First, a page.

The next time Kendrys Morales takes the field in a game, his teammates and coaches aren’t likely to tell him to “break a leg.”

The L.A. Angels first baseman did just that late last May and hasn’t made a single appearance in a game since. Nearly a year removed from the injury that effectively killed his and the Angels’ season, Morales still isn’t quite ready for game time.

In fact, it’s only in the last couple of weeks that Morales has been allowed to perform baseball activities of any kind out on the diamond, but even that has proven too strenuous.

Last week, the Angels announced that Morales will start the season on the 15-day disabled list. The move didn’t come as a complete surprise to fans, but it was unwelcome all the same.

On Tuesday, Morales was sidelined with soreness in his foot, which the team attributed to his recent workout efforts as he continues to ease his way back into playing form.

Apparently those leaps and bounds by which he was improving were just a little too long.

But don’t let these little setbacks cloud the reality: when this guy gets healthy, he will be a monster again.

The fear, of course, is that Morales will never again frighten teams the way he did during his breakout campaign in 2009, when he slugged 34 home runs and finished fifth in the AL MVP voting.

Without his big bat anchoring the middle of the order for the majority of last season, the Angels struggled like mad to generate offense.

However, this is not the same club that took the field on Opening Day last year.

Sure, aging players like Torii Hunter and Bobby Abreu failed to step up before, and table-setters like Erick Aybar and Alberto Callaspo found it difficult to work their way on base without a significant power threat behind them.

But now, having gone through all of that, the Angels are a little older, perhaps a bit wiser, and certainly a whole lot stronger.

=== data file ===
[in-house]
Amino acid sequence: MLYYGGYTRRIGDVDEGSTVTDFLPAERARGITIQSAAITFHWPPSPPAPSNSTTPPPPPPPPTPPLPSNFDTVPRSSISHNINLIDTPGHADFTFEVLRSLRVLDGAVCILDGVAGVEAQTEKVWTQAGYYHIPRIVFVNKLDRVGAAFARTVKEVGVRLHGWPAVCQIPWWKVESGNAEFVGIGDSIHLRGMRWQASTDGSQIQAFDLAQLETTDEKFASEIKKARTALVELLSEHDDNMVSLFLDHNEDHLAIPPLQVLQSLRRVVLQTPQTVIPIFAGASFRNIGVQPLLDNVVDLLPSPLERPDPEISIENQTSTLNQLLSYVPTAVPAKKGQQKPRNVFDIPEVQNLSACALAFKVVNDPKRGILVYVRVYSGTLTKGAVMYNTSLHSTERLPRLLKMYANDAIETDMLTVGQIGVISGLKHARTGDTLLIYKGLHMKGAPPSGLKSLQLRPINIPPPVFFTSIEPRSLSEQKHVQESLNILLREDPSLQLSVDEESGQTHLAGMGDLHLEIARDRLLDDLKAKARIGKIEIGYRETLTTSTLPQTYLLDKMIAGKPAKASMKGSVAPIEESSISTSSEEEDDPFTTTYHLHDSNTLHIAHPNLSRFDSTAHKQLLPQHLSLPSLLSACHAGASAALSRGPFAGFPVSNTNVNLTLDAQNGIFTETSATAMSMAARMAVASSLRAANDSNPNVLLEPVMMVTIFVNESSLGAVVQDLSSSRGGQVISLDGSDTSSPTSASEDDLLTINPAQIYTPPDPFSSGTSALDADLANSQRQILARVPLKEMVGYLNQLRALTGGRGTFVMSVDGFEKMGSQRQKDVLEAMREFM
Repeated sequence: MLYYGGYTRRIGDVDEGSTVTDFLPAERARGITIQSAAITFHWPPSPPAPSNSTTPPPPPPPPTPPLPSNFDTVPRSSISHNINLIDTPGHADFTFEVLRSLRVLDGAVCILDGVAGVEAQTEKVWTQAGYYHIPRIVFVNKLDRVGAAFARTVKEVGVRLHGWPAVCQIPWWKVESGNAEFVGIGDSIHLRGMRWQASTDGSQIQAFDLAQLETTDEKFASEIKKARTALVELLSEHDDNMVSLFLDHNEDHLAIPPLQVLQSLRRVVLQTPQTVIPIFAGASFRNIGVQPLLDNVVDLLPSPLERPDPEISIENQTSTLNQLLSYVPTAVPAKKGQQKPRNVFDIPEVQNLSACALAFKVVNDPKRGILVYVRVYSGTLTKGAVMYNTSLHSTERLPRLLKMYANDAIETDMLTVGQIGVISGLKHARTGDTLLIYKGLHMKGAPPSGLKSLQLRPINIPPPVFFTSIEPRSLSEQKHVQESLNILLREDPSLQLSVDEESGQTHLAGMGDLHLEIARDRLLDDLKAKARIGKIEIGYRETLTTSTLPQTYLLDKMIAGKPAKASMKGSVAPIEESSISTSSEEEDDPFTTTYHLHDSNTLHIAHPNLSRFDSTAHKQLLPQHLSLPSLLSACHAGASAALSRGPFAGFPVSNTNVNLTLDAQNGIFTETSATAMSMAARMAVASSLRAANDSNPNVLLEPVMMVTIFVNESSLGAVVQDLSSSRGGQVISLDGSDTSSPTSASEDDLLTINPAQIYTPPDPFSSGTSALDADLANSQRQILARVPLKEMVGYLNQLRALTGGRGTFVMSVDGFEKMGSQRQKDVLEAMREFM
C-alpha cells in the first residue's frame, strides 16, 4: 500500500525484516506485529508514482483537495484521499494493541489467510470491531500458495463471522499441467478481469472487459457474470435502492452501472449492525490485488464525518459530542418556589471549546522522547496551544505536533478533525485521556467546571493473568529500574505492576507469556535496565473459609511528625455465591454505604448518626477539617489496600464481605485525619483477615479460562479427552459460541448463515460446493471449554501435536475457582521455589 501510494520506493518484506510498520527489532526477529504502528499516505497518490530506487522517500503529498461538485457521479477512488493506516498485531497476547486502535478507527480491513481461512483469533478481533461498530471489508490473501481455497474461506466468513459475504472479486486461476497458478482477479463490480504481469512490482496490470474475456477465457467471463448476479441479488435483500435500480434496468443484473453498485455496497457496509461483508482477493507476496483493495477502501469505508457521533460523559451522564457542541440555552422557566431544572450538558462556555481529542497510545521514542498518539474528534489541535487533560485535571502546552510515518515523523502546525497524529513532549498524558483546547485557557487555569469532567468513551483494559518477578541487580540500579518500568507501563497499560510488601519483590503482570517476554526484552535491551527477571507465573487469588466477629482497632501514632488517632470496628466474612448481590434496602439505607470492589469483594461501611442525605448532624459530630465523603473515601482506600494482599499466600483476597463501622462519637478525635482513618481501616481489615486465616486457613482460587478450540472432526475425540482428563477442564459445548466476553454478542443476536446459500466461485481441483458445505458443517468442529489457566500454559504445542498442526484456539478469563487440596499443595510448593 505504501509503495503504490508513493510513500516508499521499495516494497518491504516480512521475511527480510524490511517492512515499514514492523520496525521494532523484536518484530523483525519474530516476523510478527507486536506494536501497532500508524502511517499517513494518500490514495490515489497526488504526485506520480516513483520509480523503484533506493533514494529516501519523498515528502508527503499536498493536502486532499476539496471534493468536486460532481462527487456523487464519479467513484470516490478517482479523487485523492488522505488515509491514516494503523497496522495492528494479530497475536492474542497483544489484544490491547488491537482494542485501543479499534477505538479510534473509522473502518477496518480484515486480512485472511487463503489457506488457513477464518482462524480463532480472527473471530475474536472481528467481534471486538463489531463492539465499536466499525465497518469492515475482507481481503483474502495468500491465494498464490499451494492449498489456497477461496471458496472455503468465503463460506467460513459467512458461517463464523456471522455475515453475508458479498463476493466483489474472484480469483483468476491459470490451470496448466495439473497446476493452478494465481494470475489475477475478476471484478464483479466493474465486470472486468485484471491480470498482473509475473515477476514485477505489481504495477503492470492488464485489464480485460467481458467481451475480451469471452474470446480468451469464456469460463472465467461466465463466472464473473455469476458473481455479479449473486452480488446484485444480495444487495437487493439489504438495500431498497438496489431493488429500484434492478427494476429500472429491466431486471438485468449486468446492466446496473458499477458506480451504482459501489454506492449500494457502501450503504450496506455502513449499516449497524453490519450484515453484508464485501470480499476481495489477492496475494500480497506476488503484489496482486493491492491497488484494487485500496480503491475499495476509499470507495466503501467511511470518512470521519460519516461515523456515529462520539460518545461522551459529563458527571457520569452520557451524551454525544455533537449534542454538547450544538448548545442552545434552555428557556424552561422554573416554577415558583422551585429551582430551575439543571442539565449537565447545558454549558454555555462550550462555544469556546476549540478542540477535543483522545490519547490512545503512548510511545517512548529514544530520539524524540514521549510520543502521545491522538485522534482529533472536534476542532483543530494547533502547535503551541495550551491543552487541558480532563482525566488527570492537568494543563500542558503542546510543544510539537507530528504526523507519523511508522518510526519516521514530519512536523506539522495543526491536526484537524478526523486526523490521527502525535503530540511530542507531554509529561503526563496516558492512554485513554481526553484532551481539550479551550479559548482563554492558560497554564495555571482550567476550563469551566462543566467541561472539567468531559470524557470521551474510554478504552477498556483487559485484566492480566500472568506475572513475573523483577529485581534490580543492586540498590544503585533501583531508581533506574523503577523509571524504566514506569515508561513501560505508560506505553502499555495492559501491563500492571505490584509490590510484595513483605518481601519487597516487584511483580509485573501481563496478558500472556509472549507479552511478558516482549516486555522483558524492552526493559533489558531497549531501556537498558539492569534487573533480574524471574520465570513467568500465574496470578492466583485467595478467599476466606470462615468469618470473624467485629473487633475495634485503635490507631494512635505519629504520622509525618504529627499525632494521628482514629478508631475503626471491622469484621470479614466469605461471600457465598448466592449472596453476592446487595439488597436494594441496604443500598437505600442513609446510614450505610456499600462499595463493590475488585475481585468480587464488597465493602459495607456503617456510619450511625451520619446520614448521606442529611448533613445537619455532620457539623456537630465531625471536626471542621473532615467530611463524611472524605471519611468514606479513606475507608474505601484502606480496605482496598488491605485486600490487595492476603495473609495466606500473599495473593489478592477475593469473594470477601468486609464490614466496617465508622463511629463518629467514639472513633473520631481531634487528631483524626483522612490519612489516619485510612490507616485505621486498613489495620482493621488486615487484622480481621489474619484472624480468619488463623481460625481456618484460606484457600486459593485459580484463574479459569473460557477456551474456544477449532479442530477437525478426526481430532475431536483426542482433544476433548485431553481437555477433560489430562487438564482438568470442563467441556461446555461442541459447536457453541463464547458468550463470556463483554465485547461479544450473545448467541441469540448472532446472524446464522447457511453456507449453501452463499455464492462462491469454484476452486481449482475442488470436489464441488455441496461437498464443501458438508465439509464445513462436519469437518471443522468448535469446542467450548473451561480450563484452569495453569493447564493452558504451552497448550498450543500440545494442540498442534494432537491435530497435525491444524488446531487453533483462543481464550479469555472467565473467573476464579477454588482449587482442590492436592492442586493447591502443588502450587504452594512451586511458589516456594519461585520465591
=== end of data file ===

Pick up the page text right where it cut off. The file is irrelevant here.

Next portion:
Their offseason acquisition of outfielder Vernon Wells, however controversial it may have been, will do wonders for a disturbingly anemic ball club sans Morales. Wells showed he can still strike fear in the hearts of pitchers, jacking 31 big flies, driving in 88 runs, and earning his third All-Star selection.

Back in the infield, with Morales still on the mend, the Angels will turn to power-hitting rookie Mark Trumbo to man first base.

Trumbo has been lighting up scoreboards and scouting reports this spring, with nearly as many homers as the rest of the Angels starters combined. Although his major league experience is limited, he is the ideal temporary solution to the team’s Cuban missile crisis.

The Angels still need Morales back as quickly as possible, he is their star after all. But until he is fully ready to go, there is no need to rush and no need to panic. The Angels don’t need to trade for Albert Pujols, clear salary room for Prince Fielder, or declare the 2011 season over just yet.

Baseball seasons are not won or lost in the first month. Things aren’t nearly as bleak as they were last May. This time around, the Angels have enough in their revamped arsenal to hold on until Morales gets back.

And when he does, the heavens will smile on Anaheim once more.

Read more MLB news on